Maritime workers know plenty about working long hours in harsh, dangerous conditions. They also know that working conditions in the maritime industry can lead to serious injury.
But what may not be common seafaring knowledge is the law that applies when a maritime employee is seriously injured while working. Or where a sailor should file his claim or lawsuit to recover for his (or her) injuries.
In today’s post, we will touch briefly on these issues.
(NOTE: Maritime law is a highly specialized area of law. If you believe you have a maritime claim or case, please consult with experienced maritime counsel where you live.)
The Jones Act in a Nutshell
For injured sailors, the Merchant Marine Act of 1920, more commonly known as The Jones Act (the “Jones Act” or “Act”) is the fundamental law to turn to. The Jones Act is a federal statute. It is the main legal vehicle through which seamen who are injured while working are able to seek damages from the crew, captain, or shipowner. It provides the only work injury-related compensation that injured seamen are legally entitled to receive.
The Jones Act has a number of very strict requirements. One of these is who can qualify for coverage under the Act.
Only a “seaman” can receive compensation under the Act. The word “seaman” is specifically defined in the Jones Act. Generally, it refers to a person who spends a “significant amount of his/her time” working as a crewmember or a captain on a “vessel “(almost any kind of ship or boat) that is considered “in navigation.” Under the Act, each one of these words and phrases has a very specific meaning as defined by law. For example, a seaman who only works part-time must spend at least 30% of his time as a captain or crew member to qualify for protection under the law. Another example is that dock workers or shipbuilders are not considered “seamen” under the law. They must look for compensation under the Longshore and Harbor Workers’ Compensation Act (“LHWCA”).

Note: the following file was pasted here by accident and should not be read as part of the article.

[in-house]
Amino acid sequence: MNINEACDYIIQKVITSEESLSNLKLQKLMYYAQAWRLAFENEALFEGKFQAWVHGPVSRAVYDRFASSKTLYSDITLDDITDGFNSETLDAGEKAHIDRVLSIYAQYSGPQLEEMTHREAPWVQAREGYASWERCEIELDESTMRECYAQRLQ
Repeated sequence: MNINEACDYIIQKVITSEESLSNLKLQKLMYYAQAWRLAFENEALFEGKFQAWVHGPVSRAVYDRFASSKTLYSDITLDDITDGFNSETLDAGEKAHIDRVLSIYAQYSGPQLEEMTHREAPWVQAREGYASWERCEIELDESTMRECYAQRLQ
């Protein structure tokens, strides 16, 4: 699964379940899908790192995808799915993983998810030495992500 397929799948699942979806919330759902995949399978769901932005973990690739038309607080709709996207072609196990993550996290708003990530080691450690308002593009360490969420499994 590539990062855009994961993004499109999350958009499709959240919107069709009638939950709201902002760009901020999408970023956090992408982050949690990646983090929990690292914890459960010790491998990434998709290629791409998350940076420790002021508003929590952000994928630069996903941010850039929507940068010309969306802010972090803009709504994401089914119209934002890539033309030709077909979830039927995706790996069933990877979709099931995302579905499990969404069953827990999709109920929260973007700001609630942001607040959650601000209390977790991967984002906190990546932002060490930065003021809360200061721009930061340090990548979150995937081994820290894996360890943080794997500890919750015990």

Injured Seamen and Venue
Venue, in legal terms, refers to the proper place to file (i.e., bring) a lawsuit or claim. In other words, the “venue” tells you which court is the proper court in which to file your claim. But for maritime employees, “venue” presents a thorny issue. The question becomes, where is the proper place to file your Jones Act claim or lawsuit? Generally, the answer is: the venue is proper in either state or federal court in:
- the state where the accident happened or
- in the state where the defendant(s) live or are headquartered.
Jones Act lawsuits are complicated. If you believe you have a claim under the Jones Act, consult with experienced maritime counsel.
Helping Real Folks Get Real Results.
At the Day Law Group, we are local counsel serving our local communities. We have offices in Baton Rouge, and we Baker, Denham, Gonzales, Port Allen, Prairieville, New Orleans, and Zachary. We offer free consultations and in many cases, we do not get paid unless you win. Call (225) 465-1232 to schedule your free consultation ToDay.